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Environmental Protection watches water quality after Piney Point wastewater releases

Hillsborough and Pinellas workers are taking samples of the water from Tampa Bay to check for changes following the emergency releases.

TAMPA, Fla. — It could be weeks or even months until we understand the environmental impact of the release of millions of gallons of wastewater from Piney Point in Tampa Bay. It has been nearly a week since crews were able to patch and seal the leak at the former phosphate plant.

Hillsborough and Pinellas Environmental Protection crews have been stepping up to help Manatee County monitor the water quality following those releases earlier this month. 

They've found there's no indication the wastewater is moving further north into the Bay. But the pH level on the south end is slightly below normal at 5.5 where it should be at an 8. They're also seeing increased plankton activity.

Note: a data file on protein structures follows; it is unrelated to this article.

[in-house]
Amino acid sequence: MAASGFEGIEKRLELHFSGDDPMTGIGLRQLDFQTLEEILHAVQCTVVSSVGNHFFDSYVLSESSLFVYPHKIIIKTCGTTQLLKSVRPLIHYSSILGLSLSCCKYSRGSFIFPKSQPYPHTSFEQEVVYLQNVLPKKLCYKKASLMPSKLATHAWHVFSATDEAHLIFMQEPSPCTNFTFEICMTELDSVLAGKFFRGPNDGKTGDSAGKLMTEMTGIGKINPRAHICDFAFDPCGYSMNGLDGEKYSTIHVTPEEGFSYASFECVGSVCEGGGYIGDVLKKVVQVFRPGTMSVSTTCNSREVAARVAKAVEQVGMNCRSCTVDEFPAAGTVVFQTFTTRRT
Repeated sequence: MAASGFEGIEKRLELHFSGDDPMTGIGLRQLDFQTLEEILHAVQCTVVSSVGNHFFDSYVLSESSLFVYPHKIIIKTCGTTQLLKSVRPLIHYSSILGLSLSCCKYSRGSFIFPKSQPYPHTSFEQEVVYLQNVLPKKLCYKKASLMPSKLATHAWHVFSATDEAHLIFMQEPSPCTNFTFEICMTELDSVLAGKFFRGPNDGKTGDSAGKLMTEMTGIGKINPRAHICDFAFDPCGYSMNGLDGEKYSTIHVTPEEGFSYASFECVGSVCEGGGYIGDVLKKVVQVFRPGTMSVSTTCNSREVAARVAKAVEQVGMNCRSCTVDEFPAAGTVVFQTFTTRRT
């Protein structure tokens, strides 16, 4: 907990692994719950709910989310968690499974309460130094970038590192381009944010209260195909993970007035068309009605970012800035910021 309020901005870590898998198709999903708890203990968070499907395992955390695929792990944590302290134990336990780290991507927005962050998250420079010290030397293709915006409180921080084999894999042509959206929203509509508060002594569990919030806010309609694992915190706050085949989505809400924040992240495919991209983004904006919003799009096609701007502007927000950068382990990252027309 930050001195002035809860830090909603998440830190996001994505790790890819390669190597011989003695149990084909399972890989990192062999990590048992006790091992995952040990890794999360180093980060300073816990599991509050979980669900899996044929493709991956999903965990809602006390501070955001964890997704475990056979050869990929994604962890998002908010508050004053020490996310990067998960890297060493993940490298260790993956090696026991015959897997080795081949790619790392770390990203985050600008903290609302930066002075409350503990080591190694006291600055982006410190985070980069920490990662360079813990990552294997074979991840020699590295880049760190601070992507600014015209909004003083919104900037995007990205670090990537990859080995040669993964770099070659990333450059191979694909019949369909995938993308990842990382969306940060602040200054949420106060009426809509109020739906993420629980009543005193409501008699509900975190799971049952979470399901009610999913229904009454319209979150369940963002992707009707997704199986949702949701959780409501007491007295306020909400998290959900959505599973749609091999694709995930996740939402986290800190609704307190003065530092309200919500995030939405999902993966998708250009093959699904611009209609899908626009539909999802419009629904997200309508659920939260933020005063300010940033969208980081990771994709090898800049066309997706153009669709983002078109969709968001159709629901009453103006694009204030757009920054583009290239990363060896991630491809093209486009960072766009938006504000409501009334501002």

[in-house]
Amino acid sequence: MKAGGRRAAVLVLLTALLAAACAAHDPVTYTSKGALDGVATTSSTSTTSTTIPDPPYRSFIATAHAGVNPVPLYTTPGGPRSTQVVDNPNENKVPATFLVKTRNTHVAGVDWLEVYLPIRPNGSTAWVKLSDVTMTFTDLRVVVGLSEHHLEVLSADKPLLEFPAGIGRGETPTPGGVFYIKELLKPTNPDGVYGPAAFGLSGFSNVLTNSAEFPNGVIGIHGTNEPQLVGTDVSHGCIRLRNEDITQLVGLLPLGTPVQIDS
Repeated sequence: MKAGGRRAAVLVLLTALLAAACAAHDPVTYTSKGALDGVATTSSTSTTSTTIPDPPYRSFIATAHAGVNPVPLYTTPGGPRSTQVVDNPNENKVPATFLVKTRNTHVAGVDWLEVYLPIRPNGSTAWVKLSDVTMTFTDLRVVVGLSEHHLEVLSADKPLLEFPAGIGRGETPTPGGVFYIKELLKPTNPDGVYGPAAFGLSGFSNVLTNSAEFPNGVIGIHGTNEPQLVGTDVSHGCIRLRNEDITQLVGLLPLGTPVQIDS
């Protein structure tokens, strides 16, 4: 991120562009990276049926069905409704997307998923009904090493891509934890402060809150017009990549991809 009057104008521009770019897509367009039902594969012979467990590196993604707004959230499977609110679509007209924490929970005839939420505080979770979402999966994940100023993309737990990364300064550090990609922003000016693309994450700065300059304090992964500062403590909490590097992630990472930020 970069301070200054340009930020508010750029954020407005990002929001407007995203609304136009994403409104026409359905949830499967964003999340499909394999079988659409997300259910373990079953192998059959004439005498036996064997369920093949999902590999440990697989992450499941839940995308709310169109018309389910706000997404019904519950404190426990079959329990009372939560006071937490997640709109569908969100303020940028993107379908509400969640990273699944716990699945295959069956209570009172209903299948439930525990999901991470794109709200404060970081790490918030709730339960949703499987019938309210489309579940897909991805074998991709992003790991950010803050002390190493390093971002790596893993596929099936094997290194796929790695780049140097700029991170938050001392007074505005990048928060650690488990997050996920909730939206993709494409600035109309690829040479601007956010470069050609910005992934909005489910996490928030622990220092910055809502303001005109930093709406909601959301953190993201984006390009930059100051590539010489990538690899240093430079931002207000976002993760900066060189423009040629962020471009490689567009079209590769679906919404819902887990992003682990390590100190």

Tom Ash, the Assistant Director of Hillsborough’s Water Division told the Environment Protection Commission Thursday that the effects from events like the wastewater release tend to lag. 

“We're worried about the nutrients, particularly the nitrogen, and its possible response biologically in the long-term,” Ash said.

The Hillsborough EPC told staff they're interested in learning more about the risks from other stacks in the area, assessing the vulnerability, and how they would respond to an emergency.

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